Five Plays that Beat Cover Zero – Throw Deep Publishing

Click HERE to see inside our breakdown of all four College Playoff Teams



Five Plays that Beat Cover Zero

Posted by Throw Deep Publishing Staff on

Defenses with an aggressive mindset almost always employ cover 0, and it’s a sure-fire way to create havoc and get offenses out of their comfort zone. 

Offensive coordinators place a high priority on staying out of 3rd and long situations, and whether they’ll tell you straight-up or not, avoiding cover 0 defensive looks is a huge reason for this.

However, the advantages of the coverage also can work against the defense.

Coordinators don’t have to scheme up any world-changing schemes, and if protection holds up, a disciplined QB has the chance to turn the tables against the defense in a hurry.

As they say, the jimmie’s and joe’s outweigh the X’s and O’s.

Elite play-makers on the edge should beam with excitement – the opportunity to create separation and get the band playing becoming a legitimate possibility.

Keep reading to learn more how offenses like to attack cover zero.

How does Cover Zero Work?

Cover Zero is an all-out pressure, meaning that the defense will blitz every player that isn’t responsible for an offensive skill player in man to man coverage. It’s utilized from defenses looking to get quick pressure on the quarterback.

It allows the defense to play fast as the responsibilities are straight-forward, and it forces the quarterback to make a split-second decision to get the ball out of his hands.

However, it means that every player in coverage is truly on an island. Defenses must get home to the quarterback quickly in order to give themselves a chance to be successful with this high-risk/high-reward call.

You can read more about the intricacies of Cover Zero here.

How to Beat Cover 0

Immediate, quick-hitting man beaters are an offenses’ best bet to make a defense pay for bringing an all-out blitz.

Offenses have little time to dial up double-moves or fancy play-action passes when attacking cover 0.  

With this, having an advantage personnel-wise on the perimeter is the icing on the cake. If teams have weapons that can shake free from tight bump and run coverage, an offense can ensure defenses quickly go away from consistently playing cover 0. 

Moving forward, since defenses are bringing as many blitzers as they can, this means that the middle of the field is open. Routes that get the ball to play-makers on the move such as slants, or shallow crossing routes become great answers.  

Along with this, pick plays become lethal regardless of the area of the field an offense is in. In these designs, receivers cross paths within their routes, looking to create natural collisions between defenders as they create space downfield.

#1 Double Slants

This play was taken from 101 Plays from the Ole Miss Offense

Cover Zero Beaters - Double Slants

Cover Zero can be a tough defense to work against, but if the defense is more worried about not giving up the deep ball, you'll find opportunities underneath like this one.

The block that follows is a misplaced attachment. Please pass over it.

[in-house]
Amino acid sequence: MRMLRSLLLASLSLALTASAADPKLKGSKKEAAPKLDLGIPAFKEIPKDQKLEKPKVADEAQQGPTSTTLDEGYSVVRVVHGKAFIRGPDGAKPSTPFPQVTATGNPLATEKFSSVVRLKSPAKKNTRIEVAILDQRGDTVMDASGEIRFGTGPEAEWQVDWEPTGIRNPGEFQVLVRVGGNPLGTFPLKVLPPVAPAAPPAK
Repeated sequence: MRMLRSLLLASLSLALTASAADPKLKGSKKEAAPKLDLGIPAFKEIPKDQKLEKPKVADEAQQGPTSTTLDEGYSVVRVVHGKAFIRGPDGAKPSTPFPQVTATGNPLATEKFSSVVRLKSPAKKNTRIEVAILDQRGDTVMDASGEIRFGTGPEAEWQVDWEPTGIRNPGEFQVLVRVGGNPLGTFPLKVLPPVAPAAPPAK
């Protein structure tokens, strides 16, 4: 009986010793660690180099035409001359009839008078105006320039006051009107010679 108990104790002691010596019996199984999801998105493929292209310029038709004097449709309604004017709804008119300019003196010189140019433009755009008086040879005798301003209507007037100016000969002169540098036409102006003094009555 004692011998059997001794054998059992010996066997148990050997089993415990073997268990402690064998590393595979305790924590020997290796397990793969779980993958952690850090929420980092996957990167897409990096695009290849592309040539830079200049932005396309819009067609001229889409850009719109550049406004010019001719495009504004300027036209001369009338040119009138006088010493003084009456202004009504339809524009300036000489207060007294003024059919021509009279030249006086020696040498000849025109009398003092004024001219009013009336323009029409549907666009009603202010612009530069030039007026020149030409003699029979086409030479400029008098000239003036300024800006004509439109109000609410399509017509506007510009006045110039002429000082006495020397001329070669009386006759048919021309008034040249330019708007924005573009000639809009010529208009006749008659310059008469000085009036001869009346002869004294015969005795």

Giving receivers a chance to catch and run against Cover 0 is favorable. With a mirrored slant route concept, the QB can pick his most favorable matchup based on cushion and leverage.

QB Matt Corral wastes little time getting the ball to the ball out of his hands to the field slot WR who picks up a first down and more.  

Watch the play below:

#2 Full-Slide Fade-Out / RB Seam Gadget

This play was taken from 101 Plays from the Oregon Offense.

Cover Zero Beaters - Full Slide RB Seam

This is not a play that's designed for a novice quarterback or running back, but if you have a couple of experienced players and can catch the defense in a bad call, it's going to be wide open.

This gadget from Oregon is a well-timed call against Washington State’s cover 0 look. With full slide protection up front, the RB’s path shows his blitz pickup to the right-edge before he slips up field uncovered for a score.

Watch the play below:

#3 Trips Bunch Jerk Route

This play was taken from 101 Plays from the Michigan Offense 

Cover Zero Beaters - Bunch Jerk Route

A lot of passing offenses have made a living off of this play, especially in the red zone as we see here from Michigan against soft man coverage.

Natural picks and rubs occur out of bunch releases, as Michigan looks to create just that against Penn State. It’s an all-out pressure from the defense, and while they work to pass off the routes, the Z WR still comes open for a first down. 

Watch the play below:

#4 Slant-Rub

This play was taken from 101 Plays from the Wake Forest Offense

Cover Zero Beaters - Slant Rub

You need an answer for hard inside leverage man coverage on the goal line, and this play is a great way to get your best guys open no matter which side the defender is playing heavily.

The slot receiver’s route creates a natural rub for the Z WR coming underneath. Both players have an equal opportunity to win in this design, and Wake Forest QB Sam Hartman delivers a pinpoint high ball to the back of the end zone for a score. 

Watch the play below:

#5 Jerry Rice Motion Slant-Flat

This play was taken from 101 Two Point Plays

Cover Zero Beaters - Jerry Rice Motion

Jerry Rice motion is named for - you guessed it - Jerry Rice. The legendary receiver used this motion all the time when running routes in the West Coast Offense, and used it to get open against cover zero looks like this one on the goal line.

With this style of motion, Dixie State’s slot WR has the chance to lose his man before the ball is even snapped. He does just that, and it’s enough for New Mexico State’s SS to come off of his man to cover the flat, resulting in a wide-open pitch and catch to the TE for a score.

Watch the play below:

 Want more?

Check out our collection of football scheme books.